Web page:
Welcome to the University of Arkansas Open Educational Resources (OER) repository. The openly licensed textbooks included in this collection were jointly funded by the University Libraries and Global Campus through the OER Course Materials Conversion Program. All included resources may be freely used by the public. If seeking access to re-mixable files for adaptation, please complete this form. Questions about our resources? Email us, email@example.com.
Signals and Systems is a core Electrical Engineering undergraduate course. This course covers the topics of signal and system analysis, with an emphasis on the analysis of linear time-invariant systems. The materials presented in this course are designed for a 15-week course for junior or senior level students. The open access materials for this course include:
Course outline and guides: a detailed guideline that provides a week-by-week teaching schedule for a 15-week semester.
Lecture notes: a complete set of lecture notes with detailed explanations and a large number of examples that cover all the contents that are offered in this course.
Homeworks: 14 homework assignments with solution manuals. The solution manual is available to verified university instructors upon request.
Lab manual: the lab manual contains a 4-section tutorial on how to use Matlab, the engineering programming language, and detailed procedures of 8 labs throughout the semester.
Daniel E. Barth
Astronomy for Educators provides new and accomplished K-12 instructors with concepts and projects for low-cost, high-impact STEM classroom instruction that is built around the National Academies National Research Council's K-12 Framework for Science Education.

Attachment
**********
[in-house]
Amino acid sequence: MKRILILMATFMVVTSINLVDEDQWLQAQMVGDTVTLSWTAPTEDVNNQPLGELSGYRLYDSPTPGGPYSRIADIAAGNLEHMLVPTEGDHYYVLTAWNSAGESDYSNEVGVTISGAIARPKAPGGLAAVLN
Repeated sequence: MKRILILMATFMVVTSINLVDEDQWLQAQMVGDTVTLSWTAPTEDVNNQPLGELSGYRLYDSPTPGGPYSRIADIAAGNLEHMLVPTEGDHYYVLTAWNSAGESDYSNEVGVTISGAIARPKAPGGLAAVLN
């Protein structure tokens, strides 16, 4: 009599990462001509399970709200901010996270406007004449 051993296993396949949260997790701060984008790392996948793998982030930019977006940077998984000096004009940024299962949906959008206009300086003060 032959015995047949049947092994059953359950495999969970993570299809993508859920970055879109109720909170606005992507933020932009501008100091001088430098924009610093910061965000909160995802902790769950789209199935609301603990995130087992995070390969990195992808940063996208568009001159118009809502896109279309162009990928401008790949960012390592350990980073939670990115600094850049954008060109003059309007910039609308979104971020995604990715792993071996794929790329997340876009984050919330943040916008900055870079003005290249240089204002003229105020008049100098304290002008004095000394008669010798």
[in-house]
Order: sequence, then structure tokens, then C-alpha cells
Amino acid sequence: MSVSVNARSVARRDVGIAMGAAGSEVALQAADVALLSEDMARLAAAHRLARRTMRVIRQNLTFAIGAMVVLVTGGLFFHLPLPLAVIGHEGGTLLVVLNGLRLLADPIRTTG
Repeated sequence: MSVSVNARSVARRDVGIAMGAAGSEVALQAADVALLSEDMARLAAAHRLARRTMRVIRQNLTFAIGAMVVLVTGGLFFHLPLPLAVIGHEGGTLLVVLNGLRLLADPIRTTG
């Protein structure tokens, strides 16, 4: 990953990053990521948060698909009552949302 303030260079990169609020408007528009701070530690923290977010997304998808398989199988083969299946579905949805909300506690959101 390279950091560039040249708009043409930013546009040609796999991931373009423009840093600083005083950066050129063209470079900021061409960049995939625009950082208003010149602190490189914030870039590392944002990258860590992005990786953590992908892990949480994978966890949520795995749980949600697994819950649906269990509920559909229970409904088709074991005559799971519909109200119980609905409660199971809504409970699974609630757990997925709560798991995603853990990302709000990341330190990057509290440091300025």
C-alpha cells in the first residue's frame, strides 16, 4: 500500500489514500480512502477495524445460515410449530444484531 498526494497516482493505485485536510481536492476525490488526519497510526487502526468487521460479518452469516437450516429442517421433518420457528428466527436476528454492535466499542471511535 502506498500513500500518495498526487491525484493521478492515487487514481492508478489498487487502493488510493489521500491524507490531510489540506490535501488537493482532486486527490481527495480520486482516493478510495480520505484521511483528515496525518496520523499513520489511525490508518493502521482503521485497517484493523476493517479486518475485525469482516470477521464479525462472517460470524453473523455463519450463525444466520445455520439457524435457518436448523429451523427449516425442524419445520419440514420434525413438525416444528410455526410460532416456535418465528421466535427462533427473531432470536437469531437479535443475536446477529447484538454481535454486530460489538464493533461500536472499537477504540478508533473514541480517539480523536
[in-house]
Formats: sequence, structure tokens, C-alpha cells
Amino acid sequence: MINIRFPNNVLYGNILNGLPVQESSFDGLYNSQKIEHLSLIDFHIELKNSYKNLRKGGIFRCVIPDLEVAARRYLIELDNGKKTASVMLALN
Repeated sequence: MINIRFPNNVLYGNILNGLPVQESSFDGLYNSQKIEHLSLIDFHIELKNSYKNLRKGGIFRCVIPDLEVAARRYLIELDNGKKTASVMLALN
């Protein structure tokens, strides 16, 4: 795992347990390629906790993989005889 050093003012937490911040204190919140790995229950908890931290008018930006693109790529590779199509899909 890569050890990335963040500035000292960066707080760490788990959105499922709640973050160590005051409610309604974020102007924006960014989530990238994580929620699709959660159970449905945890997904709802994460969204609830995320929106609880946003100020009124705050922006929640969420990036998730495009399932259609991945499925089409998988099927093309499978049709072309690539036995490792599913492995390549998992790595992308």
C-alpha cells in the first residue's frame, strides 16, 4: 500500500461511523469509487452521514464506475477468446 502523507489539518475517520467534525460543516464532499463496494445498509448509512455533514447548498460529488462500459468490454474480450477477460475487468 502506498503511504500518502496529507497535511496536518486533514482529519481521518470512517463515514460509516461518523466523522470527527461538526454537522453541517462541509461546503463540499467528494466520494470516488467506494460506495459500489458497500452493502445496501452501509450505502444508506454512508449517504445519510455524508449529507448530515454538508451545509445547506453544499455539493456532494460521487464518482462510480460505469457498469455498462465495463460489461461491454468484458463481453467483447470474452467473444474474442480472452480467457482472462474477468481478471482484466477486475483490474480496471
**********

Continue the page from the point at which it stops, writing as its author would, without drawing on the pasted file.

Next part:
This is a textbook for the first semester of University Physics for scientists and engineers. It covers classical mechanics, and a brief introduction to thermodynamics. The presentation and approach are similar to Mazur’s “The Principles and Practice of Physics,” in that conservation laws are introduced before forces, and one-dimensional systems thoroughly covered before moving to two dimensions. Although the course is “calculus based,” the book has been written with the understanding that many students may be taking calculus simultaneously as a corequisite, so the use of calculus is relatively sparse.
This revised version (Fall 2019) takes into account a number of student suggestions. it has more worked out examples, and also a few more problems; the material in Chapters 8 and 9 has been slightly rearranged, so that now rotational kinematics is part of Chapter 8 (“Motion in two dimensions”); and the chapters on gravity and waves, 10 and 12, have been simplified a bit (particularly 12). Some of the more advanced examples from the first version have now been labeled “Advanced Topics,” so students should know that they can skip them if they want to. Several typos have been corrected as well.
Adam Rex Pope
This book presents technical writing as an approach to researching and carrying out writing that centers on technical subject matter. Each and every chapter is devoted to helping students understand that good technical writing is situationally-aware and context-driven. Technical writing doesn’t work off knowing the one true right way of doing things—there is no magic report template out there that will always work. Instead, the focus is on offering students a series of approaches they can use to map out their situations and do research accordingly.
Michael R. Thomsen
An Interactive Text for Food and Agricultural Marketing. This is a web-based text. It includes interactive demonstrations and problem sets designed to help students better understand the textual content.
The text itself is written in R markdown language with embedded R Shiny Apps that provide the interactive content. The text is accessible and fully functional on mobile browsers. The text is hosted on a dedicated Red Hat virtual machine running R Shiny Server.1 An Interactive Text for Food and Agricultural Marketing has been released with a Creative Commons Attribution-ShareAlike 4.0 International License. The markdown files are available on GitHub (https://github.com/thomsen-m/FAM-OER) in a format ready to be deployed on an R Shiny Server. Chapters of the text can also be downloaded and viewed locally on any PC with an R installation (https://cran.r-project.org/). R is open-source and runs on Linux, Mac OS or Windows.